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‘Neil Gaiman’s Troll Bridge:’ Advance Graphic Novel Review

Fol rol de ol rol.

I first read Neil Gaiman’s Troll Bridge in his short story collection, Smoke and Mirrors.  In typical Gaiman fashion, it’s a story that is both familiar and disquieting, one where you feel like you’ve heard it before but you’re still surprised by events.  In that way I’ve always found his writing to be a little like a nightmare, but one that I can’t stop myself from wanting more of.  I’m not sure that this entirely makes sense, but it does convey the fact that I’m already familiar with the tale and that I find the original work terribly moving and upsetting (again, in a good way.  It’s so hard to accurately describe this without the weight of word connotation misconstruing my meaning.  Gaiman makes me have to redefine language.).

I won’t spend much time with the story, but it’s very much a fairy tale in the style of the Brothers Grimm (the originals, not the cleaned up Disney constructs). There’s a fantastical element within that exposes the bad moral choices of the human character and a sense of inevitability that pervades the world.  There’s not much I can say plot-wise about the story without giving away the essence of it, but it’s a tragic tale in more than one way.  There’s a lovely lesson within it that strikes true each time I’ve read it.  This new collaboration makes it all the more poignant.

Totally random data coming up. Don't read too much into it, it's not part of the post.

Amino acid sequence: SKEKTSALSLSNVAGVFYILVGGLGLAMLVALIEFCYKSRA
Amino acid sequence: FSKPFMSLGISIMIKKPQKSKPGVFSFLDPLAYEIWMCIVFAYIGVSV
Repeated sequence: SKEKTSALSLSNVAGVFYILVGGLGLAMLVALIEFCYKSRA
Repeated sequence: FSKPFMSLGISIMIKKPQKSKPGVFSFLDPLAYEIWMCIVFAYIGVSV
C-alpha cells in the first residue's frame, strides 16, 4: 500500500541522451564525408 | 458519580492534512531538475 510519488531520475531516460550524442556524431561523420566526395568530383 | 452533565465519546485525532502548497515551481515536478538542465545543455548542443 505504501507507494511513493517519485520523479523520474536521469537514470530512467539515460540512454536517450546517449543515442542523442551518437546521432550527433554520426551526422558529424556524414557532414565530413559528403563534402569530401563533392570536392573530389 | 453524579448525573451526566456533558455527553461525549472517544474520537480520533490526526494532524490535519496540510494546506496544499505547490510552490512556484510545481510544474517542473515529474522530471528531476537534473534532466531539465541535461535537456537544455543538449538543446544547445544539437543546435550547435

Colleen Doran takes this amazing work and creates beautiful imagery around it.  The artistic style is very fantastical, with a soft watercolor feel that would feel right at home in any classic fairy tale adaptation.  The soft focus of the lines and colors provoke the feeling of gazing through a veil, separating our reality from the one on the page which has a seemingly counter-intuitive effect of making it seem much more real, as though our world was sectioned from this magical other simply by the thinnest of gauze.

The heart of the work is how well she manages to elevate and support the original story, translating the wondrous metaphors and impressions of Gaiman’s work and serving it entirely.  So much of it felt as though she had taken the images straight from my own mind when I read it; it was incredibly recognizable.  There are some parts of the story that are vaguely sexual, and impressions of that come through in the work as well; she doesn’t shy from or mitigate the underlying intimacy present in the text and serves it as faithfully as every other aspect.

This is one of my favorite short stories by an author that I find terrifying and wonderful, and I think that adaptation not only hits every note perfectly but allows another way to interact with it.  I love this work, and if you’re a Gaiman fan or just love fantasy when it is allowed to have both light and dark, then you will, too.

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